National Academy for Theatre and Film Arts / Cultural and Semiotic Studies Center
Abstract: In the image of the Theotokos constructed from canonical and apocryphal texts, the word does reveal certain states, each of which can be referred to and named, and subsequently depicted. Some of these are persistently recurrent, others are rare but characteristic. The word enables us to “see,” and the speech acts, with their illocutionary power, make this “seeing” more clearly focused. The more we understand the worlds of the word, the closer we come to the essence of the iconographic decisions. But behind both is an immutable world: the inner world of the Mother of God, with the characteristic of each context livedness and with the equally characteristic, in theological terms, dialogical relationship with Christ, beyond which interpretation is unthinkable. There are different ways of approaching and describing this inner world. One is to see the ways in which the states of the inner world relate to the outer world; to trace and make sense of their directionality. I intend to draw a line to Searle and his view of those states he identifies as intentional. I will try to show that we can think of images in terms of the nature of the intentional states implicit in them and that the latter can be a reliable guide to the typology of images.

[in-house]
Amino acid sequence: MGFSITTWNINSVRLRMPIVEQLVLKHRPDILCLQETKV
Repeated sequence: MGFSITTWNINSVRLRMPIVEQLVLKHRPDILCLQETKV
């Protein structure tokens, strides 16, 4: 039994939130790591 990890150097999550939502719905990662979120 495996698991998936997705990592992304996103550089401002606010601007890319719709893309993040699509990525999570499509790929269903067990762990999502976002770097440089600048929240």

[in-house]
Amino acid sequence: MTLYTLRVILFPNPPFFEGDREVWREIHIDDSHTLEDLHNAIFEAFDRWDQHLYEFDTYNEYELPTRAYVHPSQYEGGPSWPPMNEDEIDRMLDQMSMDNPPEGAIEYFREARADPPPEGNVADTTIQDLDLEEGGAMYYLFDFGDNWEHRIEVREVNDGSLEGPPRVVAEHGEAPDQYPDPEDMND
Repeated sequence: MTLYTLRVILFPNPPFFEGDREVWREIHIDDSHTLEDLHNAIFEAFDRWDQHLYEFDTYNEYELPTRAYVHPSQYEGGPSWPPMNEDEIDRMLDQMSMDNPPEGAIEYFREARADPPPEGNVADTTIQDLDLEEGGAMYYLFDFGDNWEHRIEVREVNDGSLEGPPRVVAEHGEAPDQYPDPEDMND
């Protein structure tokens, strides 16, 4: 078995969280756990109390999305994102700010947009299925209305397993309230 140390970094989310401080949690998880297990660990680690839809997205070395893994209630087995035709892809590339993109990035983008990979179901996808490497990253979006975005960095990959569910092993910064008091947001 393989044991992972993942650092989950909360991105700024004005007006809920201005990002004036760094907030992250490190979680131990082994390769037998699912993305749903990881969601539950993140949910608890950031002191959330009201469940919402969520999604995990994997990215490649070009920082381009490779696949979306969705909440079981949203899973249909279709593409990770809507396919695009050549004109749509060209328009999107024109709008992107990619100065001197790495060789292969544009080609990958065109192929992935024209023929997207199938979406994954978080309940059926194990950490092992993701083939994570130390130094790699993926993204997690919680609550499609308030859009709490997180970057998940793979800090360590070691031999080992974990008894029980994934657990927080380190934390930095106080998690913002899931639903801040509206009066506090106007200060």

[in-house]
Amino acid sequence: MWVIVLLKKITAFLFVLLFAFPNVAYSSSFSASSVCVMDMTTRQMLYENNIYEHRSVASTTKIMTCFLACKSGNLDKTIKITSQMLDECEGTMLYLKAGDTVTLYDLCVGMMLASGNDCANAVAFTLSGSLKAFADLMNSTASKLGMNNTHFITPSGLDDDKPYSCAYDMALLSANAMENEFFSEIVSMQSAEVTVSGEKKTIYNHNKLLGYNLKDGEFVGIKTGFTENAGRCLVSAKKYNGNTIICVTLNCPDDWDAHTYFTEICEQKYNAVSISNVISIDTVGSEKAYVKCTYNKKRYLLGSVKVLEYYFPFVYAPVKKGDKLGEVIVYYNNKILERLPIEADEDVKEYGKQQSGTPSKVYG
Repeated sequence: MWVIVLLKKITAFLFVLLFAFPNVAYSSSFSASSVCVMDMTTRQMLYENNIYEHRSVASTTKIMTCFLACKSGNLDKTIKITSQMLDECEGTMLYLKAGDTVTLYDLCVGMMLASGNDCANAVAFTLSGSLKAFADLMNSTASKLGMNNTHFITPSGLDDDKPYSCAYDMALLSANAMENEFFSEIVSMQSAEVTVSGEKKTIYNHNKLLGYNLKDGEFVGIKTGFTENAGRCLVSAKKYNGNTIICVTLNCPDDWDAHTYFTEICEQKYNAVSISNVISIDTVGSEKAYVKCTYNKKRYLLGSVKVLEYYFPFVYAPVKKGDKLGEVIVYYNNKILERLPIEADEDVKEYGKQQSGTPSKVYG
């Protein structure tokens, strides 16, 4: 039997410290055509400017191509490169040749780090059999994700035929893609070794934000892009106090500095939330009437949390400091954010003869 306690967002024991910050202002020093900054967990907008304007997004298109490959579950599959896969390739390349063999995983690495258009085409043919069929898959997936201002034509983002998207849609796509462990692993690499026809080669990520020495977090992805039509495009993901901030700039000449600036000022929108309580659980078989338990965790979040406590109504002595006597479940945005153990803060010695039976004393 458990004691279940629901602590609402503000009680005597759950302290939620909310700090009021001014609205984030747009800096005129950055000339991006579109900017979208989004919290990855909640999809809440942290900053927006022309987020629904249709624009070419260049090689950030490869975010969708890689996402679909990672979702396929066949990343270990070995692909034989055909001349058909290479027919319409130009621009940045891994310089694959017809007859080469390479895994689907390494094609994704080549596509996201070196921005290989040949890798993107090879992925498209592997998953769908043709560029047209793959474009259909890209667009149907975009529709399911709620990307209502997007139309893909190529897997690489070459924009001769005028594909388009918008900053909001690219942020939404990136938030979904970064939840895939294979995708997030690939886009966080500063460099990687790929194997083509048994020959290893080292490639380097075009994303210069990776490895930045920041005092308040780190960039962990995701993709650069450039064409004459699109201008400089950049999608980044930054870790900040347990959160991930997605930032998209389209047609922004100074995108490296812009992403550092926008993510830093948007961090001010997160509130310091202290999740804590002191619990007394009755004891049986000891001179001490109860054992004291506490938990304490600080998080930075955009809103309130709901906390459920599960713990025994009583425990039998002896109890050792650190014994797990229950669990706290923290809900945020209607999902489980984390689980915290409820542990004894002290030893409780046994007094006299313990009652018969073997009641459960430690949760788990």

Keywords: Iconography of the Theotokos, intentional states, speech acts, psychological mode, iconographic code.
Rhetoric and Communications Journal, issue 54, January 2023